Patience. At times I seem to have very little of it, but when necessary, it manages to accompany me. Woodworking and woodworkers require it, so could patience be a factor as to why not as many of today’s children, teens, and young adults are into woodworking?
Face it, most kids today have a very short attention span. They are constantly bombarded with sound bites and videos while they are plugged into their iPods and video games. How can you expect someone to learn patience in this kind of environment?
Now let’s take this one step further, how are we supposed to get our kids to enjoy woodworking when they constantly expect change and instant results? From time to time I see DIY shows, and most of them are the epitome of short attention span theater. The camera is constantly moving and changing scenes. This is just the opposite of what a handyman or craftsman should be! I’d hate to see what comes out of the shop of “The Impatient Woodworker.”
Woodworking is not what you would call an “exciting pastime,” and quite frankly, I don’t want anything exciting to happen in my shop. Now having David Marks or Norm Abrams walk through the door of my shop would be the kind of exciting event I’d like. But flying boards and bowls? Not for me thank you. In woodworking, there’s no score, there’s no guns, no scantely clad women, or violence, so how can woodworking compete with that? I will admit there is occasional cursing in my shop, and a happy dance from time to time, but nothing a modern American kid would call exciting.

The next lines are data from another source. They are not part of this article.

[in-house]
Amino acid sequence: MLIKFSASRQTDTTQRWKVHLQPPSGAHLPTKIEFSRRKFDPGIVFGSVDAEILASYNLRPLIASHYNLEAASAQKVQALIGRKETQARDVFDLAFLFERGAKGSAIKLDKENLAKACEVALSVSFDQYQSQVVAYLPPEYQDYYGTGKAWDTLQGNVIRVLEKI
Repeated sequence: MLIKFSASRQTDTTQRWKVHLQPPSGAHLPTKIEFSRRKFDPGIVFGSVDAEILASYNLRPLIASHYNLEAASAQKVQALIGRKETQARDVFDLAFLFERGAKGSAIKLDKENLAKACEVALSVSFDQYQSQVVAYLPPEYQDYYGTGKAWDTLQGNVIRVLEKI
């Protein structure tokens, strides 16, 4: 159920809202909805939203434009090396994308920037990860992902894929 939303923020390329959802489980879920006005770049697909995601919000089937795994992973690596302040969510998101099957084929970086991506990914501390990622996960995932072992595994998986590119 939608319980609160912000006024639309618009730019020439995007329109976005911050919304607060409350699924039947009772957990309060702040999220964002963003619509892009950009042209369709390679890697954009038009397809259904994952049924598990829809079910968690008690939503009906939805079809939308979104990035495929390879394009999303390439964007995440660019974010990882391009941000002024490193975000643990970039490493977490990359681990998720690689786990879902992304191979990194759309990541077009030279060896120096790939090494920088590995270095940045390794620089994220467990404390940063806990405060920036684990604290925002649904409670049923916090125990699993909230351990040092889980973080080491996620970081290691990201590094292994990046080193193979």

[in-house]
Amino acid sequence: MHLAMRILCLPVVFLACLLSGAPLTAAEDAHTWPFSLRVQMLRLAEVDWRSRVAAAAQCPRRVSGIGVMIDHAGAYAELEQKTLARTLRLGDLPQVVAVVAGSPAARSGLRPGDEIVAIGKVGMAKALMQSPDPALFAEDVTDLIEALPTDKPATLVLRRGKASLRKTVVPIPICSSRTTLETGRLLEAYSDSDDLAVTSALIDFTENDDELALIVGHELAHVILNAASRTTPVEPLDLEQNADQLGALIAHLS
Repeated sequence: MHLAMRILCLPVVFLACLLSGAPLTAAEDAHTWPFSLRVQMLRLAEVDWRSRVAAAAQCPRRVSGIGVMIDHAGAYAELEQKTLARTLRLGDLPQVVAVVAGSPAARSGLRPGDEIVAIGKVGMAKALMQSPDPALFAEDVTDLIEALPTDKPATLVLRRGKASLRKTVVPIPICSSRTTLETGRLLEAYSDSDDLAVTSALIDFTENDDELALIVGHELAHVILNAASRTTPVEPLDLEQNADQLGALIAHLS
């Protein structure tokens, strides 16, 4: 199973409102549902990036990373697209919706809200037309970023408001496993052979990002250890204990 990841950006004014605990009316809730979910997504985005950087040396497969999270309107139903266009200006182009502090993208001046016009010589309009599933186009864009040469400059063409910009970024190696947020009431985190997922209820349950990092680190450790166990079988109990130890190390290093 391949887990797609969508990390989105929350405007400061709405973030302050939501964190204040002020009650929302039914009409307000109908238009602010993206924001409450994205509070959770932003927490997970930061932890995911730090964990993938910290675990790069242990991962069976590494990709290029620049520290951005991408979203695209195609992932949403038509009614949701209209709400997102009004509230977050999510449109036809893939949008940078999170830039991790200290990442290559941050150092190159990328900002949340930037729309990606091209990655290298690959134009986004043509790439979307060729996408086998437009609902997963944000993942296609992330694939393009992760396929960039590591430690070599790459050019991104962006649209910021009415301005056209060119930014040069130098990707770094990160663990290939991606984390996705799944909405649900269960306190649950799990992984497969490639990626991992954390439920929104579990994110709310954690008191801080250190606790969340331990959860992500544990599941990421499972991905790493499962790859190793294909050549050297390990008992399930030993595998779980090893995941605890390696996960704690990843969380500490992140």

To me, woodworking is an escape. It’s just me and the wood, the sound of my tools, occasional mutterings, and perhaps a little song. When I am in the shop alone, time moves at the different pace, and the rest of the world and my problems seem to go away. In a way, I kind of envy the craftsmen of long ago. They did not have the lure of TV. They did not have a stack of magazines beckoning them at the end of the day. I have to wonder, if on a whole, they had better powers of concentration and longer attention spans.
So what can we do about this lack of attention problem? For my family, we might have a bit of an edge. We live in a community were a large number of families don’t even own a TV. We have one, but TV watching for the kids is a rare treat. I am sure after a certain grade level in school, the arts will disappear from our children’s curriculum, but I want to make sure my kids keep crafting, or find some hobby that will occupy their minds and hands. And of course, I hope that at least one of them will want to be a woodworker.